Māori Knowledge and Development
PhD (Canterbury), B.A. (Hons), NZIM Supervision Certificate.
06 974 8000
My original research contribution to Māori Knowledge & Development has been in two main areas, urbanisation and tribalisation. Urbanisation as a phenomenon has received little serious attention outside of the work Joan Metge in the 1960s. There has been a tendency to treat urbanization as the antithesis of traditional Māori life even though 80% of Māori live in an urban situation. My research has analysed what urbanisation has done to and for Māori and how it has reshaped Māori society. As such, I believe this writing to be unique. In terms of tribalisation, I argue that the whanau, hapū, iwi model first proposed by Raymond Firth as traditional has become reified and it is this structuralist model that forms the basis for contemporary tribal organizations and the quest for groups formerly understood as hapū to seek the status of iwi. I believe that this is also a unique approach to understanding Māori tribalisation. In 2003 I took the position of Head of Native Studies at the University of Saskatchewan, Canada. With this relocation my intellectual horizons were considerably broadened and placing my work in another national framework and I began developing theories on Indigeneity and Indigenous, this work continues today.
Back in Aotearoa, I have much intellectual property invested in the Wai 262 (the Indigenous Flora and Fauna and Intellectual Property Claim) Waitangi Tribunal Report which has much to say about Matauranga Maori in a different form. My ideas percolate throughout this significant and influential report which looks 20 years into the future.
Much of the research I have been involved with over the past six years has produced findings that contribute to policy development and to bringing about positive change for indigenous peoples. During this period I have undertaken research as part of collaborative international studies, led research teams in both Canada and New Zealand and provided qualitative research expertise on several global research studies and research panels.
For example see: Maaka, R., & Fleras, A. (2008). Contesting Indigenous Peoples Governance: The Politics of State-Determination vs. Self-Determining Autonomy. In Y. Belanger (Ed.), Aboriginal Self-government in Canada Current Trends and Issues (3rd ed., pp.69-104). Saskatoon, Canada: Purich Publishing.
Maaka, R., & Gonzales, C. (2012, June). "The last full-blooded one died in. . . .”: The invisible indigenous peoples. Paper presented at the Fourth Annual Meeting of the Native American and Indigenous Studies Association, Uncaseville, CT, USA.
Maaka, R. (2012, July). Articulating Aotearoa. Paper presented at He Rau Tumu Korero, Maori Historians’ Symposium, Napier, New Zealand.
Maaka, R. (2012, September). Transforming the ‘c’s from comparative to critical, indigenous studies and the politics of indigeneity. Paper presented at the Indigenous Studies Research Network 2012 Annual Symposium, Brisbane, Australia.
Maaka, R. (2012). Indigeneity and locating indigenous peoples: To all our relations: Ki ō tātau karangataha maha. In C. de Zegher & G. McMaster (Eds.), In all our relations: 18th Biennale of Sydney (pp. 365-370). Sydney, Australia: Biennale of Sydney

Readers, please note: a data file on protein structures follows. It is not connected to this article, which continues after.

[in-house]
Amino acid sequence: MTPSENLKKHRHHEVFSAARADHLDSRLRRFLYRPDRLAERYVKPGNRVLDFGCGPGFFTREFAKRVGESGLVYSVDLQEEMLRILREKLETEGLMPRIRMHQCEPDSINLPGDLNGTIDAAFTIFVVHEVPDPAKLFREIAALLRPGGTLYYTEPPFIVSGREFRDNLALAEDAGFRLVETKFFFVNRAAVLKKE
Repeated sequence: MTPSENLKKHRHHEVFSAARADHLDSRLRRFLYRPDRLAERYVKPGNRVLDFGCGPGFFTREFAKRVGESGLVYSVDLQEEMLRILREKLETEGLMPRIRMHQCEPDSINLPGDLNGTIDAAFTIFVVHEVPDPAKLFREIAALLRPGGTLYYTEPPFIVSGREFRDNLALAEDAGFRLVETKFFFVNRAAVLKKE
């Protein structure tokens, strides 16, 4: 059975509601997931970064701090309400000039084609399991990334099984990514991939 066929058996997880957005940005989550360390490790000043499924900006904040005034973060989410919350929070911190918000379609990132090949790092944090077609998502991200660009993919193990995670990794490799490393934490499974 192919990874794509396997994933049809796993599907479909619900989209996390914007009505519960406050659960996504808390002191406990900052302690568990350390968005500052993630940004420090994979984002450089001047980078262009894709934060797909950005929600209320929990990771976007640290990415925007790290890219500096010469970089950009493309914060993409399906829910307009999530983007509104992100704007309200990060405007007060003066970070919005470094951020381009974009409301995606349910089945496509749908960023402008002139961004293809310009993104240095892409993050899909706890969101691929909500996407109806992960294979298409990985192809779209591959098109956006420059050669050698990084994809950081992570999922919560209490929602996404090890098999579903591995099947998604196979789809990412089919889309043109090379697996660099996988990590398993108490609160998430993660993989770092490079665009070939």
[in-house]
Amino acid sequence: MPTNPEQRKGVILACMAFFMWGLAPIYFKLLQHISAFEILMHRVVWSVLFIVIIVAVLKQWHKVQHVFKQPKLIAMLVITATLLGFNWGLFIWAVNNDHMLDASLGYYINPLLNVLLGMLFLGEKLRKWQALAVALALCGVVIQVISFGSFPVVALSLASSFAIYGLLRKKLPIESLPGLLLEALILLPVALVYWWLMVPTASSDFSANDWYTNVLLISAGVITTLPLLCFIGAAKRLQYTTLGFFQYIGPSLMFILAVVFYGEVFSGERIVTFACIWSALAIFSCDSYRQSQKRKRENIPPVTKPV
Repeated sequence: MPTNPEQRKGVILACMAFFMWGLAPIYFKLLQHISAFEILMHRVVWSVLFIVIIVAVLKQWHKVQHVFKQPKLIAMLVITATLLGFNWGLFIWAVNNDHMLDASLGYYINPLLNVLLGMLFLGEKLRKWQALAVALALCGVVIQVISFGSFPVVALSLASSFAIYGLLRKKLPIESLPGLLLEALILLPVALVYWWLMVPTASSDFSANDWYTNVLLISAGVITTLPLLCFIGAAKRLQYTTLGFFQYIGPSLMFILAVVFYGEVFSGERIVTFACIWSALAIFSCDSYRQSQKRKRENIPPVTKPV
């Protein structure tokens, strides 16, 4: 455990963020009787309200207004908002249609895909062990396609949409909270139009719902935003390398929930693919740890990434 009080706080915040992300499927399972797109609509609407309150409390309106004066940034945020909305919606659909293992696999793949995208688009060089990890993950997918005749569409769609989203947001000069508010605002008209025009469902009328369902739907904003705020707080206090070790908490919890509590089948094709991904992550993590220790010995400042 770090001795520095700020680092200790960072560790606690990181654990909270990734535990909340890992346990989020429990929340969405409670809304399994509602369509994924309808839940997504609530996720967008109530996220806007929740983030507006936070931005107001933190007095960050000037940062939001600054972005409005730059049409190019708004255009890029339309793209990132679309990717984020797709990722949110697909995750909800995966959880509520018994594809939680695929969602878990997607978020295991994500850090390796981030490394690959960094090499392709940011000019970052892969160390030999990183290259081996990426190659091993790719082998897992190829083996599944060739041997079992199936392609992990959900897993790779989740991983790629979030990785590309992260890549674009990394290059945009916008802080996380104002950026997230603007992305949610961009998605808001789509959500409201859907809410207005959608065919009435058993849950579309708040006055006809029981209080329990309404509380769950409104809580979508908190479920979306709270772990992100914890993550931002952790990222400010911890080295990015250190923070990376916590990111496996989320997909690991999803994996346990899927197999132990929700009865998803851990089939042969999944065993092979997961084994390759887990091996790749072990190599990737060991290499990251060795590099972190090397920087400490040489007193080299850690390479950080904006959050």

Maaka, R. (2011, July). Indigeneity as an analytical framework for locating indigenous peoples in society. Keynote paper presented at the 3rd Native Studies Research Network UK Conference, Canterbury, England.
Fleras, A., & Maaka, R. (2009). Indigeneity-grounded analysis (IGA ) as policy(-making) paradigm: New Zealand models, Canadian realities. International Indigenous Policy Journal, 1(1). Available from http:// www.iipj.org/
Maaka, R., & Fleras, A. (2009, Fall). Mainstreaming indigeneity by indigenizing policymaking: Towards an indigenous grounded analysis framework as policy paradigm. Indigenous Policy Journal. Available from http://ipjournal.wordpress.com/2009/12/16/mainstreamingindigeneity- by-indigenizing-policymaking-towards-an-indigenousgrounded- analysis-framework-as-policy-paradigm/
Maaka, R. (2009, March). Indigenous issues in urban areas. Presented at the UNPFII & Un-Habitat sponsored experts workshop at the Aboriginal Policy Research Conference, Ottawa, Canada.
Maaka, R. (2009, May). Native Studies in North America - A view from the Pacific. Paper presented at the First Meeting of the Native American and Indigenous Studies Association, Minneapolis, MN.
Maaka, R. (2009, October). The tale of twin cities: An evaluation of Māori focused initiatives in Hastings and Napier. Presented at Indigenous Urbanization Internationally: Population, Community and Identity, University of Saskatchewan, Saskatoon, Canada.
Maaka, R. (2009, December). An indigenous research protocol. Presented at the International Hui on Indigenous Research and Systemic Change, Honolulu, HI.
Maaka, R. (2009, July). Kei te ora te Tiriti, mo ake tonu atu. Hastings District Council, Korongata marae, Bridge Pa, New Zealand.
Maaka, R. (2009, October). Indigeneity: As a conceptual framework for positioning ourselves in a globalised society. University of California Davis, CA.
Maaka, R. (2009, November). Challenges for contemporary Māori Governance. Heretaunga Taiwhenua Board of Trustees, Hastings, New Zealand.
Maaka, R. (2009, November). Māori leadership for the future. Māori Leadership Programme, Hastings Boys' High School, New Zealand.
Maaka R. (2009, November). Taumata K?wanatanga, Taumata Māori. Four presentations at the ERMA & Nga Kaihautu Māori Perspective Training, Tapu te Ranga marae, Wellington, New Zealand.